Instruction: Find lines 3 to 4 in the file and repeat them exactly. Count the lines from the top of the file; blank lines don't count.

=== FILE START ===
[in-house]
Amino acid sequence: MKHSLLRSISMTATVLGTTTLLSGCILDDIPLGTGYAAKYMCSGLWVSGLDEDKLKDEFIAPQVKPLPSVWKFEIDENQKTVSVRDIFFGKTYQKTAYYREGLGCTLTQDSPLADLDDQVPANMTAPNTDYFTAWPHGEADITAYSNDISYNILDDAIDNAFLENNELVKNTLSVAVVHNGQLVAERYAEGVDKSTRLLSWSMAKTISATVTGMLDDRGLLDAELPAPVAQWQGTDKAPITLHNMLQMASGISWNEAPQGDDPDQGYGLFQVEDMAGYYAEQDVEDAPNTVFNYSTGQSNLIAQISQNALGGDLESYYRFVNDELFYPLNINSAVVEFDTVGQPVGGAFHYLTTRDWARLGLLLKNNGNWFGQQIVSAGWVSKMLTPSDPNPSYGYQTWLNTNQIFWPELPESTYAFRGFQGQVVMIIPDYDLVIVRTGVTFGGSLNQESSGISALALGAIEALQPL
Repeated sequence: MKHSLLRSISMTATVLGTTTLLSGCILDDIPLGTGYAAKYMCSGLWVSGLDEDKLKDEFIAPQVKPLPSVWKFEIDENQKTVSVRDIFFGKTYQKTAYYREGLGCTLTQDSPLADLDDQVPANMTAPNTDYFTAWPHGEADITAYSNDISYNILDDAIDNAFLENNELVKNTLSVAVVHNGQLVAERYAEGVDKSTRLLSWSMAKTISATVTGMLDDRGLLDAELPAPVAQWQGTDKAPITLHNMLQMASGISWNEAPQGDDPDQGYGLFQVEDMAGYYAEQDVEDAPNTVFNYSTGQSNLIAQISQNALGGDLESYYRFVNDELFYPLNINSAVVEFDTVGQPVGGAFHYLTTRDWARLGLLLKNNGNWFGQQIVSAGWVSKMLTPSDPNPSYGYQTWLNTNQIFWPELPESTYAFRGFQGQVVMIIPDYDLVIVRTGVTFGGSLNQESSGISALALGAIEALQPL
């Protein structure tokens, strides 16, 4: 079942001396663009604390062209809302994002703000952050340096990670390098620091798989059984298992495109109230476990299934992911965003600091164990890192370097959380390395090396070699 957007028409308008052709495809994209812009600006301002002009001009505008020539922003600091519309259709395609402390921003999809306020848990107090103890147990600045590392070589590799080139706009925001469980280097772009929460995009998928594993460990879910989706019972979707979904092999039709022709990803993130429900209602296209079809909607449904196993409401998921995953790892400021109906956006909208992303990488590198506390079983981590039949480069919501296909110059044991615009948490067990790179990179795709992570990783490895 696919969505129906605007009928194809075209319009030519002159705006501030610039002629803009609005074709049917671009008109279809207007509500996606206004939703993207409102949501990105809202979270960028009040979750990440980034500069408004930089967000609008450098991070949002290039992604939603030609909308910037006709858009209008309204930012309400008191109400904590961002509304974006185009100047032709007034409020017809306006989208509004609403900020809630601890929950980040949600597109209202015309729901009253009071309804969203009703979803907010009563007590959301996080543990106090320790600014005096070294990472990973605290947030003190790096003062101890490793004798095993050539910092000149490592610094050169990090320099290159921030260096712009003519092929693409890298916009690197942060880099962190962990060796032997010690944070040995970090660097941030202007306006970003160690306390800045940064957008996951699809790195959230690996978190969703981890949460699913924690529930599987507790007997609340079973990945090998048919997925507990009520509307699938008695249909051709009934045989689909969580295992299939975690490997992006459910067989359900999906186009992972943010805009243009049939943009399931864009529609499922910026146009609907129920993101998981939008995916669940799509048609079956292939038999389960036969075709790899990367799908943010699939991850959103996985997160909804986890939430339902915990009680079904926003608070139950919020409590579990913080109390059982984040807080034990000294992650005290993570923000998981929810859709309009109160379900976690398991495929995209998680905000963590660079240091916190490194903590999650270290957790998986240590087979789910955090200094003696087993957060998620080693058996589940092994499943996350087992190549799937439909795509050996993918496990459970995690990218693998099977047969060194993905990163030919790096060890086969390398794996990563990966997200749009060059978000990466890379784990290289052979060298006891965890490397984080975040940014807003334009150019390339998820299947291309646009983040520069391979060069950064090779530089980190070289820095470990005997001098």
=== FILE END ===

Repeated sequence: MKHSLLRSISMTATVLGTTTLLSGCILDDIPLGTGYAAKYMCSGLWVSGLDEDKLKDEFIAPQVKPLPSVWKFEIDENQKTVSVRDIFFGKTYQKTAYYREGLGCTLTQDSPLADLDDQVPANMTAPNTDYFTAWPHGEADITAYSNDISYNILDDAIDNAFLENNELVKNTLSVAVVHNGQLVAERYAEGVDKSTRLLSWSMAKTISATVTGMLDDRGLLDAELPAPVAQWQGTDKAPITLHNMLQMASGISWNEAPQGDDPDQGYGLFQVEDMAGYYAEQDVEDAPNTVFNYSTGQSNLIAQISQNALGGDLESYYRFVNDELFYPLNINSAVVEFDTVGQPVGGAFHYLTTRDWARLGLLLKNNGNWFGQQIVSAGWVSKMLTPSDPNPSYGYQTWLNTNQIFWPELPESTYAFRGFQGQVVMIIPDYDLVIVRTGVTFGGSLNQESSGISALALGAIEALQPL
């Protein structure tokens, strides 16, 4: 079942001396663009604390062209809302994002703000952050340096990670390098620091798989059984298992495109109230476990299934992911965003600091164990890192370097959380390395090396070699 957007028409308008052709495809994209812009600006301002002009001009505008020539922003600091519309259709395609402390921003999809306020848990107090103890147990600045590392070589590799080139706009925001469980280097772009929460995009998928594993460990879910989706019972979707979904092999039709022709990803993130429900209602296209079809909607449904196993409401998921995953790892400021109906956006909208992303990488590198506390079983981590039949480069919501296909110059044991615009948490067990790179990179795709992570990783490895 696919969505129906605007009928194809075209319009030519002159705006501030610039002629803009609005074709049917671009008109279809207007509500996606206004939703993207409102949501990105809202979270960028009040979750990440980034500069408004930089967000609008450098991070949002290039992604939603030609909308910037006709858009209008309204930012309400008191109400904590961002509304974006185009100047032709007034409020017809306006989208509004609403900020809630601890929950980040949600597109209202015309729901009253009071309804969203009703979803907010009563007590959301996080543990106090320790600014005096070294990472990973605290947030003190790096003062101890490793004798095993050539910092000149490592610094050169990090320099290159921030260096712009003519092929693409890298916009690197942060880099962190962990060796032997010690944070040995970090660097941030202007306006970003160690306390800045940064957008996951699809790195959230690996978190969703981890949460699913924690529930599987507790007997609340079973990945090998048919997925507990009520509307699938008695249909051709009934045989689909969580295992299939975690490997992006459910067989359900999906186009992972943010805009243009049939943009399931864009529609499922910026146009609907129920993101998981939008995916669940799509048609079956292939038999389960036969075709790899990367799908943010699939991850959103996985997160909804986890939430339902915990009680079904926003608070139950919020409590579990913080109390059982984040807080034990000294992650005290993570923000998981929810859709309009109160379900976690398991495929995209998680905000963590660079240091916190490194903590999650270290957790998986240590087979789910955090200094003696087993957060998620080693058996589940092994499943996350087992190549799937439909795509050996993918496990459970995690990218693998099977047969060194993905990163030919790096060890086969390398794996990563990966997200749009060059978000990466890379784990290289052979060298006891965890490397984080975040940014807003334009150019390339998820299947291309646009983040520069391979060069950064090779530089980190070289820095470990005997001098």